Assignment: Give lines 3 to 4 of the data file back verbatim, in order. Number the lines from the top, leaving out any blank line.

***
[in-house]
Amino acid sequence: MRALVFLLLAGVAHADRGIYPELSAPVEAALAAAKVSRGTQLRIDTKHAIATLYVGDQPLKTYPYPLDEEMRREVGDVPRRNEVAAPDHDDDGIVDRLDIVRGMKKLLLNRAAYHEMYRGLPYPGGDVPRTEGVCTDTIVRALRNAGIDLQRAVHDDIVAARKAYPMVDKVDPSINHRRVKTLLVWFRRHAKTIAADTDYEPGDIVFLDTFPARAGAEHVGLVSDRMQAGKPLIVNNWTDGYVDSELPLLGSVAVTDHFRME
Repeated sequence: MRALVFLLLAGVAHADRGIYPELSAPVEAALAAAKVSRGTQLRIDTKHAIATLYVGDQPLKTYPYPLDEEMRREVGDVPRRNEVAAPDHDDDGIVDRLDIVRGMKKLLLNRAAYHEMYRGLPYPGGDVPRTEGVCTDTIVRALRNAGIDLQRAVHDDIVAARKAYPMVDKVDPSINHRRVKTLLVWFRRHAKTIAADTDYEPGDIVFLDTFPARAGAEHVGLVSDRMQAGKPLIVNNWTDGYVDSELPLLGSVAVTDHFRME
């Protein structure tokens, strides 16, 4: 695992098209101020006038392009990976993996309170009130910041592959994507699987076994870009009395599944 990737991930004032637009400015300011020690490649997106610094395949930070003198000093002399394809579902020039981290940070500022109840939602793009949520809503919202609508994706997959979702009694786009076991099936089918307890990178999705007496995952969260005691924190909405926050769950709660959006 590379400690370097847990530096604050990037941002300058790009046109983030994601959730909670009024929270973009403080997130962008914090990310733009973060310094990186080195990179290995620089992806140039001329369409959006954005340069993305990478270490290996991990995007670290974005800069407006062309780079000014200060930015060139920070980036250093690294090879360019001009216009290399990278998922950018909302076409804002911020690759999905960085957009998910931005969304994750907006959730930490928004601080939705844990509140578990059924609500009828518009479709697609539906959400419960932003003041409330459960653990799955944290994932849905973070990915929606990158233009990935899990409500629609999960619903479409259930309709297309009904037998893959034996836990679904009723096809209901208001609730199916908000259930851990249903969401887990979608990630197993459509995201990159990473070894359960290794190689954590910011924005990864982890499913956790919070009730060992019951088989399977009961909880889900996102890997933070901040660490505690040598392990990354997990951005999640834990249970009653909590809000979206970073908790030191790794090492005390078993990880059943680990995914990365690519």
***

Repeated sequence: MRALVFLLLAGVAHADRGIYPELSAPVEAALAAAKVSRGTQLRIDTKHAIATLYVGDQPLKTYPYPLDEEMRREVGDVPRRNEVAAPDHDDDGIVDRLDIVRGMKKLLLNRAAYHEMYRGLPYPGGDVPRTEGVCTDTIVRALRNAGIDLQRAVHDDIVAARKAYPMVDKVDPSINHRRVKTLLVWFRRHAKTIAADTDYEPGDIVFLDTFPARAGAEHVGLVSDRMQAGKPLIVNNWTDGYVDSELPLLGSVAVTDHFRME
């Protein structure tokens, strides 16, 4: 695992098209101020006038392009990976993996309170009130910041592959994507699987076994870009009395599944 990737991930004032637009400015300011020690490649997106610094395949930070003198000093002399394809579902020039981290940070500022109840939602793009949520809503919202609508994706997959979702009694786009076991099936089918307890990178999705007496995952969260005691924190909405926050769950709660959006 590379400690370097847990530096604050990037941002300058790009046109983030994601959730909670009024929270973009403080997130962008914090990310733009973060310094990186080195990179290995620089992806140039001329369409959006954005340069993305990478270490290996991990995007670290974005800069407006062309780079000014200060930015060139920070980036250093690294090879360019001009216009290399990278998922950018909302076409804002911020690759999905960085957009998910931005969304994750907006959730930490928004601080939705844990509140578990059924609500009828518009479709697609539906959400419960932003003041409330459960653990799955944290994932849905973070990915929606990158233009990935899990409500629609999960619903479409259930309709297309009904037998893959034996836990679904009723096809209901208001609730199916908000259930851990249903969401887990979608990630197993459509995201990159990473070894359960290794190689954590910011924005990864982890499913956790919070009730060992019951088989399977009961909880889900996102890997933070901040660490505690040598392990990354997990951005999640834990249970009653909590809000979206970073908790030191790794090492005390078993990880059943680990995914990365690519």